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The Procedure of the UN Security Council$

Sydney D. Bailey and Sam Daws

Print publication date: 1998

Print ISBN-13: 9780198280736

Published to Oxford Scholarship Online: November 2003

DOI: 10.1093/0198280734.001.0001

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(p.546) Appendix X (d) Letter Dated 2 June 1995 from Argentina Concerning Changes to the Nomenclature of Statements Made by the President of the Security Council

(p.546) Appendix X (d) Letter Dated 2 June 1995 from Argentina Concerning Changes to the Nomenclature of Statements Made by the President of the Security Council

Source:
The Procedure of the UN Security Council
Publisher:
Oxford University Press

Letter Dated 2 June 1995 from the Permanent Representative of Argentina to the United Nations Addressed to the President of the Security Council S/1995/456,* 9 June 1995

I have the honour to refer to the work of the informal Working Group of the Security Council concerning the Council's documentation and other procedural questions.

In this context, I shall draw attention, first of all, to the recent proposal by the United Kingdom to change the nomenclature of statements made by the President of the Security Council.

I shall then make some general observations on the basis of our preliminary analysis of the United Kingdom initiative.

1. With regard to the proposal by the United Kingdom to retitle Presidential statements made on behalf of the Security Council ‘statements on behalf of the Security Council’, we note that the original proposal has been modified, eliminating all reference to the stipulation that these statements be read out only in a formal meeting of the Council.

The new wording not only leaves open the possibility of invoking certain earlier experience related to the question but also maintains what is, in our understanding, the essential minimum of flexibility needed on this issue.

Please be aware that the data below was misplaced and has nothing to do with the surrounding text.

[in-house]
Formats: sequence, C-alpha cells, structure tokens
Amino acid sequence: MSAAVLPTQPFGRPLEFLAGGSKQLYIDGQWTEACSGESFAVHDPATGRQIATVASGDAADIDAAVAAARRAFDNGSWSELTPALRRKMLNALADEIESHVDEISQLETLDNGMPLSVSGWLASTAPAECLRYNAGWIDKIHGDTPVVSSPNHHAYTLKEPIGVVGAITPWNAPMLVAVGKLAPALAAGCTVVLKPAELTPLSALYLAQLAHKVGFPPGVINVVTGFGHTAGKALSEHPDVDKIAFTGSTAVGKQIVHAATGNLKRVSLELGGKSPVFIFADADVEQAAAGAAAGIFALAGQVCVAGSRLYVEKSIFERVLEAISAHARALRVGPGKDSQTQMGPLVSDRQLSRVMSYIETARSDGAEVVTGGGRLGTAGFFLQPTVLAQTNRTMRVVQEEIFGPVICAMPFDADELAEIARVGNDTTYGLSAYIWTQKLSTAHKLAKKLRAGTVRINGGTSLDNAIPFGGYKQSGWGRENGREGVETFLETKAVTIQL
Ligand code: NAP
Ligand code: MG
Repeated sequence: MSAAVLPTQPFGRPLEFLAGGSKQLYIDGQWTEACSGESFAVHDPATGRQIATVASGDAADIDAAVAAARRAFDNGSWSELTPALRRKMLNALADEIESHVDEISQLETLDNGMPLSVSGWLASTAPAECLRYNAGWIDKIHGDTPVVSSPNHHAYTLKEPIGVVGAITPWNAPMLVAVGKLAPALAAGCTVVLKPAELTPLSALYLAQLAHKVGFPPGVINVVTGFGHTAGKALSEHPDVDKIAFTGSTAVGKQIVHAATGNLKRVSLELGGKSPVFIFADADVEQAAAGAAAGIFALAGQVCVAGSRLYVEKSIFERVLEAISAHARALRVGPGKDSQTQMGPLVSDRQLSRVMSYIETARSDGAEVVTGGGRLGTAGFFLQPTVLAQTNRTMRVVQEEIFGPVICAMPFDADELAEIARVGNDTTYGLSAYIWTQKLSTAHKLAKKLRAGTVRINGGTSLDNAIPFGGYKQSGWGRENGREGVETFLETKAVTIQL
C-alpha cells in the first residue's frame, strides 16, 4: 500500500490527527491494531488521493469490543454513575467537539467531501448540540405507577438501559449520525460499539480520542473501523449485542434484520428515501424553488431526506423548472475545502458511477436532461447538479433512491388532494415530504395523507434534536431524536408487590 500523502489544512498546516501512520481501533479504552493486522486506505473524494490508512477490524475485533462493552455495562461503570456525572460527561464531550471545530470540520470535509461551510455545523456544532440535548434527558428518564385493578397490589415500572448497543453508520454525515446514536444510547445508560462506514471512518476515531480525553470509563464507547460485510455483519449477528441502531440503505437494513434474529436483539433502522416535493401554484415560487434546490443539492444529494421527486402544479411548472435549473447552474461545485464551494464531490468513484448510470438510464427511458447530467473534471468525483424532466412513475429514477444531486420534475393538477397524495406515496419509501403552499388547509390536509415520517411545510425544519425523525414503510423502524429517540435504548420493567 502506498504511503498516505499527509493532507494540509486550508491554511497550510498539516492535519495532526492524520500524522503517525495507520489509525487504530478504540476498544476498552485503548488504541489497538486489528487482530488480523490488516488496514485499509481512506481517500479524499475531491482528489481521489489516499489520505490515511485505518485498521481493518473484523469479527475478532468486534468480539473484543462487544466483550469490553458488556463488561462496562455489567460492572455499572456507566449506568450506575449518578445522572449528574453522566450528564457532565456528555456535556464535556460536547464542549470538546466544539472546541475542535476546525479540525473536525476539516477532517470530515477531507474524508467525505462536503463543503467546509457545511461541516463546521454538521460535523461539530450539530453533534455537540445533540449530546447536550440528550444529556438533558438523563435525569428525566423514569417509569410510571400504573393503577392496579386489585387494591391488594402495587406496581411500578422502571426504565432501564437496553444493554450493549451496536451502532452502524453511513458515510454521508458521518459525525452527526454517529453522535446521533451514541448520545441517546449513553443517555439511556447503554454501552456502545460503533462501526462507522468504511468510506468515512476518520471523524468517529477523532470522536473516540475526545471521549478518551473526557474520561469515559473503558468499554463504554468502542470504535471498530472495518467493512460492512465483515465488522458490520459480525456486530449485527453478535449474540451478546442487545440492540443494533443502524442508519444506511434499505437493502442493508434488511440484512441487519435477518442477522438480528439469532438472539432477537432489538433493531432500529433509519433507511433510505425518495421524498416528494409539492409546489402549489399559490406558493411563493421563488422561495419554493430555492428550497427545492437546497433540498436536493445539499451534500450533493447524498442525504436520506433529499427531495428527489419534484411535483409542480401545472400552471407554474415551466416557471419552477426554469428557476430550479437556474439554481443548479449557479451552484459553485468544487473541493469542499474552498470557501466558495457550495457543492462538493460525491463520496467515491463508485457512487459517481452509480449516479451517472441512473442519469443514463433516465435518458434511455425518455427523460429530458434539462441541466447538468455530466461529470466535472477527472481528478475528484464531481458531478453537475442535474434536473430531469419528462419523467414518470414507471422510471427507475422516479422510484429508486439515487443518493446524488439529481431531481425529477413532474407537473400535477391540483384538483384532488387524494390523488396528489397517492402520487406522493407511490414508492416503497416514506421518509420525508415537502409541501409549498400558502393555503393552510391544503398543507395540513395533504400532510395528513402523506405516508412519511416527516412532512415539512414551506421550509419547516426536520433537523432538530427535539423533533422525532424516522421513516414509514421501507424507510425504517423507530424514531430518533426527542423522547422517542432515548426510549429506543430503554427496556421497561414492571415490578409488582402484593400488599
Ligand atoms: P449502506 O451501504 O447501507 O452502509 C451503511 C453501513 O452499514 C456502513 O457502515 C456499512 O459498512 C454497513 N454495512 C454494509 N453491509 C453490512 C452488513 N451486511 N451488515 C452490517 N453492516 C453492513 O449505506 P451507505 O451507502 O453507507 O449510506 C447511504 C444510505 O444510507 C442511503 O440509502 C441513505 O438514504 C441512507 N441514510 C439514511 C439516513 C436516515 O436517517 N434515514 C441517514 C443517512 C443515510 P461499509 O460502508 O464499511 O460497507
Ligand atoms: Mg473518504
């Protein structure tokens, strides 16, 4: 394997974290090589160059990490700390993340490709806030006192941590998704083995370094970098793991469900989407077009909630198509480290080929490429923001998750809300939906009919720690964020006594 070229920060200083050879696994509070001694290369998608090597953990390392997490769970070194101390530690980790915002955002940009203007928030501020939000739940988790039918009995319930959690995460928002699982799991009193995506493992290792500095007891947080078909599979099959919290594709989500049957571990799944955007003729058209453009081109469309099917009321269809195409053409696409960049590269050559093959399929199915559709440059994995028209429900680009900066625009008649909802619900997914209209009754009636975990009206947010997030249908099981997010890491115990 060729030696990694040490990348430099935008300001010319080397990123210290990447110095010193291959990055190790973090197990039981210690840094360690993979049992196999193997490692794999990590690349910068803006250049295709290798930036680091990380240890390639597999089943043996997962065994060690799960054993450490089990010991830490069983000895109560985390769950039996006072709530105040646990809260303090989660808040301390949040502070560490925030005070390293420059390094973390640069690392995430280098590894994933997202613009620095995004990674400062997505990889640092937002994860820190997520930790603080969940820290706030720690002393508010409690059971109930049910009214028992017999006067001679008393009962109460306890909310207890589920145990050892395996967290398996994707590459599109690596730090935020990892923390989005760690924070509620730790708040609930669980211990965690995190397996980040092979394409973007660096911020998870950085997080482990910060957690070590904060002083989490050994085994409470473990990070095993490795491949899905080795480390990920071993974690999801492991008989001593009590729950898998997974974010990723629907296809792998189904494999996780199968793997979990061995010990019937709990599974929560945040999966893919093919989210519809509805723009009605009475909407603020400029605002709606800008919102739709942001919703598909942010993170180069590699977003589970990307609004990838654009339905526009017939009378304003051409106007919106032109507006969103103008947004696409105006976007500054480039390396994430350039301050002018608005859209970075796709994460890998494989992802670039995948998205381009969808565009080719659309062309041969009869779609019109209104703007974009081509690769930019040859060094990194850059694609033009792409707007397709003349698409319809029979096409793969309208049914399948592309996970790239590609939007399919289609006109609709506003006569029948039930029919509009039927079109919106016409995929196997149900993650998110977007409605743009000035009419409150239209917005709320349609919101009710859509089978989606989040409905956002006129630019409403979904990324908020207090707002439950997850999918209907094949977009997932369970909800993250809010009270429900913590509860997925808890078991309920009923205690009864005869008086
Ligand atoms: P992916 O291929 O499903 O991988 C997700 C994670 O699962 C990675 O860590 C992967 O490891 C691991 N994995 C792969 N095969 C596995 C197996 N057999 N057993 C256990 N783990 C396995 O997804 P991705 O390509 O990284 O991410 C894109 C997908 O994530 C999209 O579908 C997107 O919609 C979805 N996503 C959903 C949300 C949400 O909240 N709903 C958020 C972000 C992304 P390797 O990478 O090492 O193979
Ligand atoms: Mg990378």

For these reasons, and expressly and formally subject to this condition, we would now be in a position to support the proposal by the United Kingdom on the basis of the terms of the consensus on the matter.

2. Notwithstanding the above, I should like to take this opportunity to open a discussion of some of my delegation's serious concerns which are directly linked to the question under review and have not yet been duly resolved.

(p.547) At present, the Security Council expresses itself through two principal channels.

First, it adopts ‘resolutions’, which can be defined, in short, as documents expressing the Council's will and giving rise to commitments.

It also issues ‘statements’ that express the opinion of those issuing them.

There are three types of statements, all of which, in accordance with established practice, are circulated as official documents of the Security Council.

These statements are generally submitted and debated in ‘informal consultations’. Their texts must be unanimously agreed during these consultations.

The three types of statements are as follows: those released to the press, those submitted to the Secretariat to be directly circulated as Security Council documents and those which are read out at formal meetings of the Council.